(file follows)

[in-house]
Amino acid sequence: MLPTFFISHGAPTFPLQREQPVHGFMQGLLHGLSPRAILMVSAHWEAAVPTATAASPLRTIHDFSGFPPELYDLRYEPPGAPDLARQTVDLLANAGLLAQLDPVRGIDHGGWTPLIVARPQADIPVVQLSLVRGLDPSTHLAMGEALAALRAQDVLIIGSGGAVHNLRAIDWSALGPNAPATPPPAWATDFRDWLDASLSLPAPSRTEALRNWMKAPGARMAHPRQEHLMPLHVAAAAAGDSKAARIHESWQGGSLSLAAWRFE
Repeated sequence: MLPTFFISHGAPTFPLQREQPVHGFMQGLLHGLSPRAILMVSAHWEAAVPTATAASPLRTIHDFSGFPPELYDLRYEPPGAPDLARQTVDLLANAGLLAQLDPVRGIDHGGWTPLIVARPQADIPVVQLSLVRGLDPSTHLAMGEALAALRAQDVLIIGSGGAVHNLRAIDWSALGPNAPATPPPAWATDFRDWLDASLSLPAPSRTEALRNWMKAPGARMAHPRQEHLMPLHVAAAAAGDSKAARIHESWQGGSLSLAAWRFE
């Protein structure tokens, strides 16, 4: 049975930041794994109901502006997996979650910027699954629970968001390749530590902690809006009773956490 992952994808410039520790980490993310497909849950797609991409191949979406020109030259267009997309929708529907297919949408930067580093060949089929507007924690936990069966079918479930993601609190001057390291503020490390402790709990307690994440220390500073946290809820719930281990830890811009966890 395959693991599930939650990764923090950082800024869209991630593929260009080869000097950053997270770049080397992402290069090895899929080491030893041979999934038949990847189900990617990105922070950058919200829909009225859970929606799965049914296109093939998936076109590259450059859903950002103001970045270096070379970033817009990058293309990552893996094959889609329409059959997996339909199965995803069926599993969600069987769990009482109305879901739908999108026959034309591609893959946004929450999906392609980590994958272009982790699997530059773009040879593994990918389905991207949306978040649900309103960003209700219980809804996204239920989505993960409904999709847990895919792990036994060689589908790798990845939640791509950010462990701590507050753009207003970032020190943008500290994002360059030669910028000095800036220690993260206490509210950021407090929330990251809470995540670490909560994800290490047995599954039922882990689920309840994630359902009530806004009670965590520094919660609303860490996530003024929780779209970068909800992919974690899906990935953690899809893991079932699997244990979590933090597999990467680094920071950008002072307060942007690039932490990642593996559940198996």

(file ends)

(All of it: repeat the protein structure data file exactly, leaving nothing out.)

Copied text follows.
[in-house]
Amino acid sequence: MLPTFFISHGAPTFPLQREQPVHGFMQGLLHGLSPRAILMVSAHWEAAVPTATAASPLRTIHDFSGFPPELYDLRYEPPGAPDLARQTVDLLANAGLLAQLDPVRGIDHGGWTPLIVARPQADIPVVQLSLVRGLDPSTHLAMGEALAALRAQDVLIIGSGGAVHNLRAIDWSALGPNAPATPPPAWATDFRDWLDASLSLPAPSRTEALRNWMKAPGARMAHPRQEHLMPLHVAAAAAGDSKAARIHESWQGGSLSLAAWRFE
Repeated sequence: MLPTFFISHGAPTFPLQREQPVHGFMQGLLHGLSPRAILMVSAHWEAAVPTATAASPLRTIHDFSGFPPELYDLRYEPPGAPDLARQTVDLLANAGLLAQLDPVRGIDHGGWTPLIVARPQADIPVVQLSLVRGLDPSTHLAMGEALAALRAQDVLIIGSGGAVHNLRAIDWSALGPNAPATPPPAWATDFRDWLDASLSLPAPSRTEALRNWMKAPGARMAHPRQEHLMPLHVAAAAAGDSKAARIHESWQGGSLSLAAWRFE
């Protein structure tokens, strides 16, 4: 049975930041794994109901502006997996979650910027699954629970968001390749530590902690809006009773956490 992952994808410039520790980490993310497909849950797609991409191949979406020109030259267009997309929708529907297919949408930067580093060949089929507007924690936990069966079918479930993601609190001057390291503020490390402790709990307690994440220390500073946290809820719930281990830890811009966890 395959693991599930939650990764923090950082800024869209991630593929260009080869000097950053997270770049080397992402290069090895899929080491030893041979999934038949990847189900990617990105922070950058919200829909009225859970929606799965049914296109093939998936076109590259450059859903950002103001970045270096070379970033817009990058293309990552893996094959889609329409059959997996339909199965995803069926599993969600069987769990009482109305879901739908999108026959034309591609893959946004929450999906392609980590994958272009982790699997530059773009040879593994990918389905991207949306978040649900309103960003209700219980809804996204239920989505993960409904999709847990895919792990036994060689589908790798990845939640791509950010462990701590507050753009207003970032020190943008500290994002360059030669910028000095800036220690993260206490509210950021407090929330990251809470995540670490909560994800290490047995599954039922882990689920309840994630359902009530806004009670965590520094919660609303860490996530003024929780779209970068909800992919974690899906990935953690899809893991079932699997244990979590933090597999990467680094920071950008002072307060942007690039932490990642593996559940198996």